Documentary about the writer Walter Kaufman

IThis movie should have traveled around the world with the protagonist. As the writer Walter Kaufmann was initially an exile, then a sailor for years, and later as a reporter with an Australian passport for various media in the GDR without any travel restrictions, documentarians Karen Kabir and Dirk Szuzis knew that the man’s field of activity for those who wanted to dedicate their film, The entire world included: Japan, Cuba, the United States, Israel, of course Australia, Great Britain – to name a few. and Germany in a plural political constitution: Weimar Republic, “Third Reich”, Federal Republic of Germany, German Democratic Republic, unitary state. Walter Kaufmann, born in Berlin in 1924, died there in April 2021. In between, he had plenty of life and hard work, and he was all over the place.

Kaper and Szuszies have not gone anywhere to see their documentary “Walter Kaufmann – Welch a Leben!” But the documents came, and after ten years of trying that says something about it. The shooting was finally made possible by funding the current anniversary of “1700 Years of Jewish Life in Germany”, and the International Auschwitz Committee and the Association of Victims of the Nazi Regime committed to completing the operation. Kaufmann was a Jew and persecuted, but he escaped from Auschwitz because his adoptive parents had sent him to Great Britain in time. But both, Johanna and Sally Kaufmann, were killed at Auschwitz. That is why the son, who in the meantime arrived in Australia, decided to devote his life to the fight against fascism, and for this he thought of a side that previously did not mean anything to him. “Only when I returned to Germany I insisted on my Jewishness: here are the murderers, and here I am.”

For Walter Kaufman, New York was as wonderful as it was terrifying.  He appears here as a journalist traveling in the United States against a Manhattan backdrop.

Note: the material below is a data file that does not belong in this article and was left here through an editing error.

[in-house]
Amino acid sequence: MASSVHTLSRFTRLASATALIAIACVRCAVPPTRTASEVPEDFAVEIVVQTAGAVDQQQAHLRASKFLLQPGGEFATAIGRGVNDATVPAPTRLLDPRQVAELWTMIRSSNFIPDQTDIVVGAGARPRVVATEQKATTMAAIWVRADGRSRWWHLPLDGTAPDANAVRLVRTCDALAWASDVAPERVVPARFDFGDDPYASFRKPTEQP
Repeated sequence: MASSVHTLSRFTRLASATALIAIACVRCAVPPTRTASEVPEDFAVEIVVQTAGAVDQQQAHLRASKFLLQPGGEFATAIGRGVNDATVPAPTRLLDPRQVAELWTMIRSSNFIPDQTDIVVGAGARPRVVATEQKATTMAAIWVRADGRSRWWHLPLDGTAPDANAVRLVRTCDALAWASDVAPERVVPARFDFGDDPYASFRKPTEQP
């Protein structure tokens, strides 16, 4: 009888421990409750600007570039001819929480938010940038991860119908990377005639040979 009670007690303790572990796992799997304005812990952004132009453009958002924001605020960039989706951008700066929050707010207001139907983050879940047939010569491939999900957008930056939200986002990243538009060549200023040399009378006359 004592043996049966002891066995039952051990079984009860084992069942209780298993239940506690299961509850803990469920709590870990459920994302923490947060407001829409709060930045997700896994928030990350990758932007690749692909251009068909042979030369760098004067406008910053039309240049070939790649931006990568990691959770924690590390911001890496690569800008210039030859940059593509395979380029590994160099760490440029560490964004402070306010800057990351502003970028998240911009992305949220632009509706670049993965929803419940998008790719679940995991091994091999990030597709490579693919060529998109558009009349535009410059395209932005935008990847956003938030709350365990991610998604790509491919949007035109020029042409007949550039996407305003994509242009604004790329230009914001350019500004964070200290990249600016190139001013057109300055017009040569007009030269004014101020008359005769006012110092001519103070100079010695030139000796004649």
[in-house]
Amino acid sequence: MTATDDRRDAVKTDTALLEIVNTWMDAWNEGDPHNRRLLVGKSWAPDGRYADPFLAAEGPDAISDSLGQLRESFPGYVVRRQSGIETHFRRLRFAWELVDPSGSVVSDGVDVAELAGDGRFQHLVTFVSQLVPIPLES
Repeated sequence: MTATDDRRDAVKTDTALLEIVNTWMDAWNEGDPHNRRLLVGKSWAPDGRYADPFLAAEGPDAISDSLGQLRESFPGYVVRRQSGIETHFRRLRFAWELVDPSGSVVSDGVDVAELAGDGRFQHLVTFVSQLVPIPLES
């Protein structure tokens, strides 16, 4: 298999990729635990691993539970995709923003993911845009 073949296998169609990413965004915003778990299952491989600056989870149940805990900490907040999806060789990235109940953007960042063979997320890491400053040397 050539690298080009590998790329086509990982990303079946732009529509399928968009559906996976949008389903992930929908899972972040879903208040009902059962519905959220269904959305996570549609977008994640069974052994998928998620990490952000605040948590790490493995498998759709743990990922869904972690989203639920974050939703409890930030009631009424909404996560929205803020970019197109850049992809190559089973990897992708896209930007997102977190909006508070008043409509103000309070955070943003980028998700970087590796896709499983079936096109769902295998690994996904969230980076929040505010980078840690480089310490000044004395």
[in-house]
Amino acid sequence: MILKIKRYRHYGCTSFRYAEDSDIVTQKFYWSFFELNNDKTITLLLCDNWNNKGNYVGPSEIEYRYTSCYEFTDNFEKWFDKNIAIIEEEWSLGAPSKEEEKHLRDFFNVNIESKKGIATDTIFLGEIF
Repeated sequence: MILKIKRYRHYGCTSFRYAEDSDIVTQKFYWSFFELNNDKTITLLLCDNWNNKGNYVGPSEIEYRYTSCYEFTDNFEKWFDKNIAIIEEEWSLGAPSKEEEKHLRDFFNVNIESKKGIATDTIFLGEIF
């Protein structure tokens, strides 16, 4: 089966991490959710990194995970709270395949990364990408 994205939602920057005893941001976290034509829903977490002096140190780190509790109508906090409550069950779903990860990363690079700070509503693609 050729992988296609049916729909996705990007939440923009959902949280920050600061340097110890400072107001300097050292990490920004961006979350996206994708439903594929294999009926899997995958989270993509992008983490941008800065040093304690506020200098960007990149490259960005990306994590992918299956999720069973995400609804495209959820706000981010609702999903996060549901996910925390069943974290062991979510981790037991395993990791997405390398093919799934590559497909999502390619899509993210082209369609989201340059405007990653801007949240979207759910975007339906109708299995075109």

For Walter Kaufman, New York was as wonderful as it was terrifying. He appears here as a journalist traveling in the United States against a Manhattan backdrop.
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Photo: Karen Kabir Film

Visiting the scenes of Kaufmann’s life in Germany was not a problem for Capper and Suzes, but the pandemic made it impossible for them to cross the German border. And Kaufman was now very old: “I wish I could have made a hundred,” he told the directors, “but I don’t see it.” So that he could see their picture of his life, Kaper and Showsz came up with an idea: they asked camera operators who were friends in countries Kaufman had previously visited to film the relevant locations. Since very different stylistic impressions appeared, video recordings of conversations with Walter Kaufmann are now in brackets in the drama. It’s a contrasting movie, but the harmonious movie wouldn’t do justice to this hero’s character.

Kaufman wrote his first books at sea and in English. It took years for it to be translated into German, which is why it needed his status as an anti-fascist in the GDR. In 1985 he became general secretary of the local PEN—”that was something quite different from the Writers’ Guild,” but Kaufman remained a staunch leftist after 1990: as a dividing line against the right. It’s a shame that the film has to now go on a movie tour without its active contemporary testimonial. Kaufman knew how to speak succinctly but poignantly about his life. In 1961 he met in Cuba, as a correspondent, several fellow writers from the German Democratic Republic who were also traveling to the new model country of the revolution, including Eberhard Banitz. As ironic coincidence was, Banitz is now dead, too, in the first week of the movie. We need these witnesses because witnesses won’t be around soon.

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